In For Writers, Plotting

According to Les Edgerton, author of Hooked, the single biggest reason manuscripts get rejected is because the writer begins the story in the wrong place. At most, a writer has only the first few pages to grab the agent’s or editor’s attention. Often times, even less. Sure, it sounds unfair. Why don’t they just spend a little more time on each manuscript? Why don’t they wait for the good stuff?  

Edgerton, who once worked as an editor, says, “The first thing I realized was that there was no way on earth I was ever going to get through that pile of manuscripts heaped before me if I read every page of every blessed one of ’em.”  

So he did what every agent and editor does, he looked for red flags: improper formatting, misspellings, punctuation mistakes, grammar and syntax mistakes, inconsistent point of view, a manuscript that has obviously been to several places because of its physical condition, and, most importantly, bad beginnings. “If I came upon a story that had a great beginning – and they’re relatively rare – I knew from just a little bit of experience that the odds of discovering a good, quality story had just increased exponentially.”  

So how do we create a great beginning? In Hooked, Edgerton talks about the ten components of an opening scence, but it’s #6 – a stellar opening sentence – that’s one of the most important. He says, “More effort should be expended on your story’s first sentence than on any other line in the entire story.”  

When you think about it, the opening sentence needs to accomplish a lot. It must make a strong first impression, draw readers in and make it impossible for them put the book down. 

In order to get a feel for some winning beginnings, let’s take a look at the opening lines from five books that are currently ranked in the top 10 on the New York Times Bestselling Hardcover Fiction list: 

(rankings as published on 7/2/10): 

#8: Whiplash by Catherine Coulter:

Erin used her third-generation lock picks.  

(This is a short sentence but it works hard to create a strong hook. Things that hooked me: normally you’d expect a man to have lock picks, not a woman, so I’m immediately intrigued by the scene that is unfolding; her “third-generation” lock picks hint that there might be some shady family history we’re going to learn about; and finally, I’m curious what she is using her lock picks for.) 

#7: The Passage by Justin Cronin:

Before she became the Girl from Nowhere – the One Who Walked In, the First and Last and Only, who lived a thousand years – she was just a little girl in Iowa, named Amy. 

(Who is this Amy person? How/why did she become “the Girl from Nowhere – the One Who Walked In,the First and Last and Only, who lived a thousand years”? Something life-changing has happened to this person and I’m interested in finding out what it is.)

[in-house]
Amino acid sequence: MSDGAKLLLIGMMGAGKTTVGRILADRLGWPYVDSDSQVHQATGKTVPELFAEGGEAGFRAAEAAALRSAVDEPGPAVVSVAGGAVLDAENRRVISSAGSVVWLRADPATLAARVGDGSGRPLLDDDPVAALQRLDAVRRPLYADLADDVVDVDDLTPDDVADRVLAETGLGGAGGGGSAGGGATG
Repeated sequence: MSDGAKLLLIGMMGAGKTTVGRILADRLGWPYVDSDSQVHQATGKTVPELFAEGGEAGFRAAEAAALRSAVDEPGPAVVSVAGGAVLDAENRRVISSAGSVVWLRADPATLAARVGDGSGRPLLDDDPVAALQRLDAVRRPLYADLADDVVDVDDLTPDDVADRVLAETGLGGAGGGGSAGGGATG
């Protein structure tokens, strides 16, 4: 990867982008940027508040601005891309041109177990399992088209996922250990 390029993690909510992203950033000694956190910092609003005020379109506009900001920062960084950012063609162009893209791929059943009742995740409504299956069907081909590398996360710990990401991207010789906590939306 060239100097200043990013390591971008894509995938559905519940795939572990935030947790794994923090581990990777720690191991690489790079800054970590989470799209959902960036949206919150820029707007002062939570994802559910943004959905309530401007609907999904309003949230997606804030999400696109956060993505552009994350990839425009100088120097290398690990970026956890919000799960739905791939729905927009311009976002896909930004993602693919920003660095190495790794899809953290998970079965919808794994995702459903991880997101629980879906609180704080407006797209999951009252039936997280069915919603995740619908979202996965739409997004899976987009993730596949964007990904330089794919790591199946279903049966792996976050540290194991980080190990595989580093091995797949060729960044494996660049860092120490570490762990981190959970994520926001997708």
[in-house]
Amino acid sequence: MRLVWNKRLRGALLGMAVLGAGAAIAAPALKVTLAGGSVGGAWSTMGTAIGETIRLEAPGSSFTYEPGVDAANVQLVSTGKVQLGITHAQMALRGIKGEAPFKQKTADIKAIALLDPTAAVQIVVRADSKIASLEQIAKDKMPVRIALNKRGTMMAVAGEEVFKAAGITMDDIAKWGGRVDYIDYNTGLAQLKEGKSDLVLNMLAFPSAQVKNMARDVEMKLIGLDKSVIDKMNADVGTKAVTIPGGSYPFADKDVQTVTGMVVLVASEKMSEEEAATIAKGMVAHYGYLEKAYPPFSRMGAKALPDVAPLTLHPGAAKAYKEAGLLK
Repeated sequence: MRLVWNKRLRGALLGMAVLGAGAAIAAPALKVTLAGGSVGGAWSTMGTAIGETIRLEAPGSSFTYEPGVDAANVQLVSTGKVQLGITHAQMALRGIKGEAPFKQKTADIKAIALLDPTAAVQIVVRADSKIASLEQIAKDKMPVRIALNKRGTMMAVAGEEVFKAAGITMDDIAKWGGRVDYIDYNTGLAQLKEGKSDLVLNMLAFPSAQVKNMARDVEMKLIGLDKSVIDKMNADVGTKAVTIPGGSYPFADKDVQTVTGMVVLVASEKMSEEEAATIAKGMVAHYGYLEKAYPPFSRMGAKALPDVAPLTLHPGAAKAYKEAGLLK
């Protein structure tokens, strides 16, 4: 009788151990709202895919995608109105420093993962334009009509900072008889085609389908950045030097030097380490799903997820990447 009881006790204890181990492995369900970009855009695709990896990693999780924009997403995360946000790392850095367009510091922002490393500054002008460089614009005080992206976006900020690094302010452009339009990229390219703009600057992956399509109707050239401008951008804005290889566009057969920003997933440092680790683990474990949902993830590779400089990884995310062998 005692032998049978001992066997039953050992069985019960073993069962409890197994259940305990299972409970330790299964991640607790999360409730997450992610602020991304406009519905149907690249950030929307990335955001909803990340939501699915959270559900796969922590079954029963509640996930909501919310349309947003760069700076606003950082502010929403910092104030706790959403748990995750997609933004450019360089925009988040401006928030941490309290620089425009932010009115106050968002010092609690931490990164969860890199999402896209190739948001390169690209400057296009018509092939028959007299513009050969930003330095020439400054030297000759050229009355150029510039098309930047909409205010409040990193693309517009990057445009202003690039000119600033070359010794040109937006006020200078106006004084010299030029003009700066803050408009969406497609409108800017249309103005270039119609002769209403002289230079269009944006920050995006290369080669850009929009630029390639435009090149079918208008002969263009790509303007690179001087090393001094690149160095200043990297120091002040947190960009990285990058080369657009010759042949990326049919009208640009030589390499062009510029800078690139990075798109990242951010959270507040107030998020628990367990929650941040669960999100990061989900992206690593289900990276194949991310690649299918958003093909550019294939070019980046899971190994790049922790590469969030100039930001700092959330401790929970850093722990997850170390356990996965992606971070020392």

#5: The Lion by Nelson DeMille: 

I’m sitting in a Chevy SUV on Third Avenue, waiting for my target, a guy named Komeni Weenie or something, an Iranian gent who is Third Deputy something or other with the Iranian Mission to the United Nations.  

(I immediately like this protagonist. He appears to be an agent of some sort but he goes against the grain with his sense of humor and loose handle on the facts. The fact that he’s waiting for his target gives me the sense that we’re going to be propelled into action soon, which makes me want to read on.) 

#3: The Overton Window by Glenn Beck: 

Most people think about age and experience in terms of years, but it’s really only moments that define us.  

(I’m intrigued…what moments is he talking about?) 

#2: The Girl Who Kicked the Hornet’s Nest by Stieg Larsson: 

Dr. Jonasson was woken by a nurse five minutes before the helicopter was expected to land.  

(Why are they flying in a helicopter? Where are they going? What are they going to do once they get there? I get the sense that we are about to witness some action and I want to read on to find out what it is.) 

There’s no doubt that these five books have opening sentences that hook the reader right away. Does your opening line accomplish this?

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  • Les Edgerton

    Just wanted to thank you for the review and illuminating application of the principles in my book, Hooked. I might add a bit here–some (including me) have often said that it may not be fair to a writer to have their worked judged on the first few pages–but, it is fair. Why? Because every single page of a novel needs to be interesting or the agent/editor will choose another novel in which every page IS interesting. And, they’re out there. That’s just part of the competition. So, why not make every single page interesting? The reason many manuscripts don’t follow that is that a lot of writers don’t rewrite. They send in first drafts. If a writer would only rewrite with Harry Crews’ advice–he says he “leaves out the parts readers skip,” then every page would be interesting or at least more likely to be. But, it requires rewriting and lots of rewriting to get a mss to that point. I don’t know of any applicable statistics, but suspect that novel manuscripts that are rewritten at least five times have an enormous advantage over first or even second drafts.

    But, I mostly wanted to thank you, Erika! I’m delighted that you found my little blue book helpful.

    • Erika Liodice

      Thanks for chiming in, Les! As a newbie writer myself, I can attest to how tempting it is to submit an unrevised first draft. I made that mistake with my first manuscript and am determined to do things right this time around. Hooked found me at the exact moment I needed it and it’s been a Godsend as I work through my revisions. Thank YOU for writing it!

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